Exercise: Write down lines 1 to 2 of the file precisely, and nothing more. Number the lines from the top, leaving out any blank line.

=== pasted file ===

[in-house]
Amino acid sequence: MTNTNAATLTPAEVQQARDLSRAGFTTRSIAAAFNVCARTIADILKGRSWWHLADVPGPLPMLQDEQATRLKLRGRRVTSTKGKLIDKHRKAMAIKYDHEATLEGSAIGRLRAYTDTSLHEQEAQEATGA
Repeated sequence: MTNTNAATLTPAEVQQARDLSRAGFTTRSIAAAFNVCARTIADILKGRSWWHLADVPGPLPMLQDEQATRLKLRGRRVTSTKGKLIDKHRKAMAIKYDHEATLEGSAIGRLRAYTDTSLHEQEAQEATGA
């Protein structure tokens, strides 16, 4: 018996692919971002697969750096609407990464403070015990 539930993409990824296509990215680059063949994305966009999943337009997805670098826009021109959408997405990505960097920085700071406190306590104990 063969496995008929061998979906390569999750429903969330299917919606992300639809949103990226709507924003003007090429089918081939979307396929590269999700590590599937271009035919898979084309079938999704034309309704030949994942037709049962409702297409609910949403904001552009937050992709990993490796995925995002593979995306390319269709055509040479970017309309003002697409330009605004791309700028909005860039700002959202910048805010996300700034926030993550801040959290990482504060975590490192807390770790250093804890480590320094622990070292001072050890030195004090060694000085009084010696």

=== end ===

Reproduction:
[in-house]
Amino acid sequence: MTNTNAATLTPAEVQQARDLSRAGFTTRSIAAAFNVCARTIADILKGRSWWHLADVPGPLPMLQDEQATRLKLRGRRVTSTKGKLIDKHRKAMAIKYDHEATLEGSAIGRLRAYTDTSLHEQEAQEATGA